On the pleasure of using a ‘dumb’ phone

With each smartphone upgrade cycle from Apple and other manufacturers, tech bloggers spend countless hours writing countless words about whether this phone is better than that one, what operating system is best and which carrier is best.

To hell with all of it. I have removed myself from that rat race all together.

This past fall I got rid of my iPhone and replaced it with a “dumb” phone. It can make calls. It can, after a fashion, produce text messages. That’s it.

There are a lot of upsides.

For one thing, it’s incredibly cheap to operate. No data plan to manage, shared or otherwise. No long list of features I get nickled and dimed for by the carrier. No more concerns about whether I go with the carrier who has the best coverage, or the one that lets me make calls and use data at the same time.

I don’t have my face stuck in my phone wherever I go, social network or playing games or checking e-mail. I have better situational awareness. I’m more present. I don’t take pictures of my food before I eat it, or tweet about how delicious this skinny vanilla latte and pumpkin scone are.

I no longer blankly pull out my phone and start fiddling with it mid-conversation with friends. If you do that, by the way, stop. It’s really rude.

The phone needs to be recharged, on average, maybe once per week. Sometimes twice if I’ve used it a lot.

What I discovered is that I just don’t need the level of connectivity I used to assume was a now indispensable part of daily life. If people e-mail me, they have to wait until I check e-mail. If people need to get a hold of me, they can, but it better be damned important.

I just don’t want to be tethered to the giant, pulsating übermind of the Internet 24/7 anymore. It was making me dull and more than a bit stupid.

Sure, there are a few downsides. I’ve gotten lost a couple of times. Once I needed to know a store’s hours and had to actually call them using my voice, like a cave-dwelling neanderthal.

In fairness, it’s not like I’m Grizzly Adams living off the land, making fire by sparking rocks together and gathering berries and moss. In some cases, I’ve migrated tasks I used to do on my phone to my iPad, for example. I don’t take my iPad with me wherever I go, like I do with a phone, but if I know I’m going to be waiting around for a while, like, say, at a doctor’s office, I’ll bring the iPad with me to keep me distracted.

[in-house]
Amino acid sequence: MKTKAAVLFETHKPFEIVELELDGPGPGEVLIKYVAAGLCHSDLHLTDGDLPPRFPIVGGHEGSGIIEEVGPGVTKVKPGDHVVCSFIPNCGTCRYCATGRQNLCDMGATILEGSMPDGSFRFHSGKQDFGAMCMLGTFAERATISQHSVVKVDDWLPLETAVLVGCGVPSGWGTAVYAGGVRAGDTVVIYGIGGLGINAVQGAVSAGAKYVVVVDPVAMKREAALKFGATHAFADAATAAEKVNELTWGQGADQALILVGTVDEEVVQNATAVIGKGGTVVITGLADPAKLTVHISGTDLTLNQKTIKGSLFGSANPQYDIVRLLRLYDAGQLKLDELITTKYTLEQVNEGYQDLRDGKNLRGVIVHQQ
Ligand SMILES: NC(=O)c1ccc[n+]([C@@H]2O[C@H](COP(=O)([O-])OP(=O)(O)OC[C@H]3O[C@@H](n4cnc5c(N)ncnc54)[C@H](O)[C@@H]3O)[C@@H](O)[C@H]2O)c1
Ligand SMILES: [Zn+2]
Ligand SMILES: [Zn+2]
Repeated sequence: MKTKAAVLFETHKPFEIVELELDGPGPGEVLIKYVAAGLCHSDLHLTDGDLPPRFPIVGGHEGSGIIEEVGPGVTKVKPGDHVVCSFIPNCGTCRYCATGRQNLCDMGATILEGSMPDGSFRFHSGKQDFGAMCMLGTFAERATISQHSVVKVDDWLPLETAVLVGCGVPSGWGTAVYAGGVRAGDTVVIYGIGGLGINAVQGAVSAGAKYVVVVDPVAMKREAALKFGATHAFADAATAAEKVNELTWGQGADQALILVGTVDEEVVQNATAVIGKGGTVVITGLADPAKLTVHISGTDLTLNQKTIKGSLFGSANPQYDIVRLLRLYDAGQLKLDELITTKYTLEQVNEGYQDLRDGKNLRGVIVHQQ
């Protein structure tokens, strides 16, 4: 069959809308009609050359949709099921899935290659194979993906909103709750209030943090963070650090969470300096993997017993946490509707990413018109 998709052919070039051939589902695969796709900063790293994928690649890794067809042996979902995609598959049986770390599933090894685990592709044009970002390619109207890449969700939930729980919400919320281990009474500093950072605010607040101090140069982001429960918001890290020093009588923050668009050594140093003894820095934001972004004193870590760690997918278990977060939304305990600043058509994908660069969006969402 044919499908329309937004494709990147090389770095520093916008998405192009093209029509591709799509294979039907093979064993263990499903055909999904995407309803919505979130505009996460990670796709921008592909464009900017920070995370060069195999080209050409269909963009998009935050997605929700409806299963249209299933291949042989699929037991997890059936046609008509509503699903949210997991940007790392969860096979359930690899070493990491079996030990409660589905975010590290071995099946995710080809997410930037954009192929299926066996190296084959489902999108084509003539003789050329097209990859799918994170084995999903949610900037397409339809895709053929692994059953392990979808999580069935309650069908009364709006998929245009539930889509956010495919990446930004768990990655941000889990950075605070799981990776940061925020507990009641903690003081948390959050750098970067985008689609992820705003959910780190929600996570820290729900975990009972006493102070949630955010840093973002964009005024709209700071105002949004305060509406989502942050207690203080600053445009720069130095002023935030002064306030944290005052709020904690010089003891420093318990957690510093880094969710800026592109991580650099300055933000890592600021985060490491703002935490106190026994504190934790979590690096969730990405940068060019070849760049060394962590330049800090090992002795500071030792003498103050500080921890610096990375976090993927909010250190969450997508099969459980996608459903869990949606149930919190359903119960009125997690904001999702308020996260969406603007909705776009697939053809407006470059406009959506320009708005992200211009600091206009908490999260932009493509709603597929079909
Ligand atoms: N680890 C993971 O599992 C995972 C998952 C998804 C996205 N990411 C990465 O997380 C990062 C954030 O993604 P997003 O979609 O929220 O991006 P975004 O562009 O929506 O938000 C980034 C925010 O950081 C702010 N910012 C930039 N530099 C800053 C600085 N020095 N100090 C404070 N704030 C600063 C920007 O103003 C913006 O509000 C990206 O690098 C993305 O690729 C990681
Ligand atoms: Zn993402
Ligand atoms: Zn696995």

But for the most part, I’ve reverted back to the way life used to be for me before 2007, when the iPhone became part of it.

And I can’t say I’m in a big hurry to go back. I’m enjoying my freedom. I’m enjoying just a tiny bit more self-reliance. I’m certainly enjoying lower phone bills every month.

And the endless squawking about which smartphone is better has become a lot of chatter that has absolutely no relevance to the quality of my life. Watching people howl and wail about Android, iOS and Windows Phone 8 has become almost comical. You’d think they were talking about something that mattered.

Try it some time. You might find life without your smartphone is still manageable. Enjoyable, even. Take a walk. Breathe fresh air. Live life.



  • justin_horn

    Ron Swanson approves this message.

    • Vamsmack

      No he doesn’t. Peter didn’t take up woodworking to craft a fine chair.

  • http://policydiary.com/ John S. Wilson

    Cost isn’t an issue for me. I use prepaid (Straight Talk) with my iPhone 5. $45 a month, no extras. As far as poor social behavior or internet addiction, I guess that’s just a personal choice like most things. But I use a lot of different features on my phone, so I couldn’t do this.

    • Peter Cohen

      You’re absolutely right about poor social behavior being a personal choice. But not having a device to serve as a distraction certainly helps reinforce it. :)

      • r.d

        problem is that you are not a nerd yet your audience is all nerds. So how do you think your advice is appropriate to them.

        • Peter Cohen

          You don’t understand our audience as well as you think you do, judging from the comments and the positive feedback this article has generated.

  • http://twitter.com/edddeduck Edwin Smith

    You missed off the final line of the article…

    Peter Cohen

    Sent from my iPhone

  • http://www.tenfingercrunch.com Michael Bartholomew

    I am a “dumb-phone” guy myself. While there is an iPhone in my house, it is not mine. I especially love how cheap it is to operate, and how every carrier is now an option. Sure, it is a PITA to text, but I never liked that anyways.

  • http://512pixels.net Stephen M. Hackett

    I gave up my iPhone a month ago, and it’s been great!

  • http://twitter.com/Moeskido Moeskido

    I can readily confirm the cost-savings in not having a data plan or a smartphone to use it on. My dumbphone refuses to die, almost eight years after it was manufactured.

    Alongside it, I generally carry an iPod Touch half its age. Its connectivity is limited to public wi-fi when I’m out of the house, but that’s a minor inconvenience at best.

  • nachos

    What dumb phone do you use?

    • Peter Cohen

      I pretty simple Kyocera model. Another bonus: tiny. Can’t even feel it when I’m carrying it.

      • 8PAQ

        Should have said Galaxy III. Oh snap!

      • Alex Soriano

        Mine is a Kyocera, too. I just pulled out the battery and found that it’s name is Presto. It’s tiny and durable, and I love that I can toss it around or drop it without worry.

    • http://twitter.com/billyrazzle Billy Razzle

      It doesn’t matter.

  • http://twitter.com/Stephanie_Maks Stephanie Maks

    I’m halfway there.

    Before my first iPhone I used a dumbphone but always had a PDA with me. Somewhere to keep my contacts, calendar, reminders, and so forth. I like not having two devices, but I don’t want or need the constant distractions of push this and email that – nor do I need the expense of a data plan.